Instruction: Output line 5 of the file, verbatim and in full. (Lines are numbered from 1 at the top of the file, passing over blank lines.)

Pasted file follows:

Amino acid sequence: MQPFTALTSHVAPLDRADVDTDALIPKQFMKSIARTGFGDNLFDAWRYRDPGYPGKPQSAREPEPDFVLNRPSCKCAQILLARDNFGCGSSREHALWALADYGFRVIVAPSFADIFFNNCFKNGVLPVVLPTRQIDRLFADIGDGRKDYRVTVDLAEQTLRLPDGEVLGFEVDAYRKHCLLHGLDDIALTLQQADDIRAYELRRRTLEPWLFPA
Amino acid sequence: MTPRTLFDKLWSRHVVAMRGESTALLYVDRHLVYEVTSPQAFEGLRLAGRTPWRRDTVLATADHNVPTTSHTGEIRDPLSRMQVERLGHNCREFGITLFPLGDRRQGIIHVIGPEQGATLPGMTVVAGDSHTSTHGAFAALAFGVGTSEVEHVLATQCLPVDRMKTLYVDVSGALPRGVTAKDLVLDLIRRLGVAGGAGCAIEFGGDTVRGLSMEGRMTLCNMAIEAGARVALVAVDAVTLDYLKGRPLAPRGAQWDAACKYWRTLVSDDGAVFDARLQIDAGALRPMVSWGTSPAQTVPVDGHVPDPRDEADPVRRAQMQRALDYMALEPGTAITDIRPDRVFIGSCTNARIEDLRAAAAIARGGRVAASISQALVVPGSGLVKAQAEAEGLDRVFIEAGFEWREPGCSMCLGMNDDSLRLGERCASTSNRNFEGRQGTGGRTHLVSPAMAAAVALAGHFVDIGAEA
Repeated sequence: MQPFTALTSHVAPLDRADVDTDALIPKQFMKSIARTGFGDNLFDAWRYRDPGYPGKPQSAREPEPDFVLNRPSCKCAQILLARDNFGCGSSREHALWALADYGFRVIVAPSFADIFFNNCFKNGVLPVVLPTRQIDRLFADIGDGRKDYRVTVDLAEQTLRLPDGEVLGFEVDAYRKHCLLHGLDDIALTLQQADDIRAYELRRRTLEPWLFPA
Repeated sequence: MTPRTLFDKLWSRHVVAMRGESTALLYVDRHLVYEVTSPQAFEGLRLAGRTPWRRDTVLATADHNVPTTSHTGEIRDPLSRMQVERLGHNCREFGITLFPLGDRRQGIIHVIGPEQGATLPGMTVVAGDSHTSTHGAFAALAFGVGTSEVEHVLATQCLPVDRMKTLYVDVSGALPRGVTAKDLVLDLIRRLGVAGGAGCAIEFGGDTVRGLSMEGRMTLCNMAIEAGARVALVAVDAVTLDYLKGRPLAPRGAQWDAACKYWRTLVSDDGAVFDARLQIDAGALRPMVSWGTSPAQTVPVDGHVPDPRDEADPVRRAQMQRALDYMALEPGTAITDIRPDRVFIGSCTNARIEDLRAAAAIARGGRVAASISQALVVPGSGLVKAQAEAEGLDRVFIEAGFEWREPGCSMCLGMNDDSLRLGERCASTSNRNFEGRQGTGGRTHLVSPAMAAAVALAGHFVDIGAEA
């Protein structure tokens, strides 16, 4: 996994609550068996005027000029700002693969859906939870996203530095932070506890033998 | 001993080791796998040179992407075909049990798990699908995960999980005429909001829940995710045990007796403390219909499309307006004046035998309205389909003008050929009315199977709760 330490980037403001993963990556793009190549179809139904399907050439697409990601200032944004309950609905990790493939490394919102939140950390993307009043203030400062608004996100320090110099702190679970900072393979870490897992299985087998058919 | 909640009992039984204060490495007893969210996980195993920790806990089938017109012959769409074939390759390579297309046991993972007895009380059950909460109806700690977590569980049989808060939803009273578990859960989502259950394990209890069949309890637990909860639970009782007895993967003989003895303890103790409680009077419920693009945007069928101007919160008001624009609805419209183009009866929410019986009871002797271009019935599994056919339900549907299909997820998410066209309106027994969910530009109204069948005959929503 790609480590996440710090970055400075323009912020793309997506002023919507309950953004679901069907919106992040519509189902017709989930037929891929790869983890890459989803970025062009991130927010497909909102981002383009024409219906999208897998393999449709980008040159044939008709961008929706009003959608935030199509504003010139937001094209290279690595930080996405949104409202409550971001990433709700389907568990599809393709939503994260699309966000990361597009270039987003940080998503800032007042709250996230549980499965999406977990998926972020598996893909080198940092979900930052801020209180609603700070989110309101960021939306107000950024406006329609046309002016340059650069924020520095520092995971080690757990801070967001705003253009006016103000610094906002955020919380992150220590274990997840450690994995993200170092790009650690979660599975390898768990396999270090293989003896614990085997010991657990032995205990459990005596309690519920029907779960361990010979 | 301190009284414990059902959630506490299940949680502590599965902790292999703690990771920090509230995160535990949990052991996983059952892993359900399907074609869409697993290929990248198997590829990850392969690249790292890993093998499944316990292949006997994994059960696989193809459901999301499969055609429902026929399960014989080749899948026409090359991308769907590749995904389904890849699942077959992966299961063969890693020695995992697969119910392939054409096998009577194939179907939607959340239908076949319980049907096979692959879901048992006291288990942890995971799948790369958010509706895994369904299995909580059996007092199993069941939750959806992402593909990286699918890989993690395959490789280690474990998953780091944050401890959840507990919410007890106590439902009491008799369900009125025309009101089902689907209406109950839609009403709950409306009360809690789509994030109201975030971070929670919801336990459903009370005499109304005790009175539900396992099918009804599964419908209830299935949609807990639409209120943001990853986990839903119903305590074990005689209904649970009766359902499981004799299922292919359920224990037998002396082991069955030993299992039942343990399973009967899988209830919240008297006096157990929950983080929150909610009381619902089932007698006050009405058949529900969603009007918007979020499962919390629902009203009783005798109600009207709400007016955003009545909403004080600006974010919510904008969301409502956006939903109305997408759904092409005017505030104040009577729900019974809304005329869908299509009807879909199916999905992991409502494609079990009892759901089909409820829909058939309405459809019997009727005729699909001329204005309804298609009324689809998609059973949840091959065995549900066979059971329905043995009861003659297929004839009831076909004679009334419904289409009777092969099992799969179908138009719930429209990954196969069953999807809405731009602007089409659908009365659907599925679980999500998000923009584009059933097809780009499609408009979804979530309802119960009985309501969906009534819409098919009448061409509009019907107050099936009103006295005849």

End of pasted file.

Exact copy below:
């Protein structure tokens, strides 16, 4: 996994609550068996005027000029700002693969859906939870996203530095932070506890033998 | 001993080791796998040179992407075909049990798990699908995960999980005429909001829940995710045990007796403390219909499309307006004046035998309205389909003008050929009315199977709760 330490980037403001993963990556793009190549179809139904399907050439697409990601200032944004309950609905990790493939490394919102939140950390993307009043203030400062608004996100320090110099702190679970900072393979870490897992299985087998058919 | 909640009992039984204060490495007893969210996980195993920790806990089938017109012959769409074939390759390579297309046991993972007895009380059950909460109806700690977590569980049989808060939803009273578990859960989502259950394990209890069949309890637990909860639970009782007895993967003989003895303890103790409680009077419920693009945007069928101007919160008001624009609805419209183009009866929410019986009871002797271009019935599994056919339900549907299909997820998410066209309106027994969910530009109204069948005959929503 790609480590996440710090970055400075323009912020793309997506002023919507309950953004679901069907919106992040519509189902017709989930037929891929790869983890890459989803970025062009991130927010497909909102981002383009024409219906999208897998393999449709980008040159044939008709961008929706009003959608935030199509504003010139937001094209290279690595930080996405949104409202409550971001990433709700389907568990599809393709939503994260699309966000990361597009270039987003940080998503800032007042709250996230549980499965999406977990998926972020598996893909080198940092979900930052801020209180609603700070989110309101960021939306107000950024406006329609046309002016340059650069924020520095520092995971080690757990801070967001705003253009006016103000610094906002955020919380992150220590274990997840450690994995993200170092790009650690979660599975390898768990396999270090293989003896614990085997010991657990032995205990459990005596309690519920029907779960361990010979 | 301190009284414990059902959630506490299940949680502590599965902790292999703690990771920090509230995160535990949990052991996983059952892993359900399907074609869409697993290929990248198997590829990850392969690249790292890993093998499944316990292949006997994994059960696989193809459901999301499969055609429902026929399960014989080749899948026409090359991308769907590749995904389904890849699942077959992966299961063969890693020695995992697969119910392939054409096998009577194939179907939607959340239908076949319980049907096979692959879901048992006291288990942890995971799948790369958010509706895994369904299995909580059996007092199993069941939750959806992402593909990286699918890989993690395959490789280690474990998953780091944050401890959840507990919410007890106590439902009491008799369900009125025309009101089902689907209406109950839609009403709950409306009360809690789509994030109201975030971070929670919801336990459903009370005499109304005790009175539900396992099918009804599964419908209830299935949609807990639409209120943001990853986990839903119903305590074990005689209904649970009766359902499981004799299922292919359920224990037998002396082991069955030993299992039942343990399973009967899988209830919240008297006096157990929950983080929150909610009381619902089932007698006050009405058949529900969603009007918007979020499962919390629902009203009783005798109600009207709400007016955003009545909403004080600006974010919510904008969301409502956006939903109305997408759904092409005017505030104040009577729900019974809304005329869908299509009807879909199916999905992991409502494609079990009892759901089909409820829909058939309405459809019997009727005729699909001329204005309804298609009324689809998609059973949840091959065995549900066979059971329905043995009861003659297929004839009831076909004679009334419904289409009777092969099992799969179908138009719930429209990954196969069953999807809405731009602007089409659908009365659907599925679980999500998000923009584009059933097809780009499609408009979804979530309802119960009985309501969906009534819409098919009448061409509009019907107050099936009103006295005849």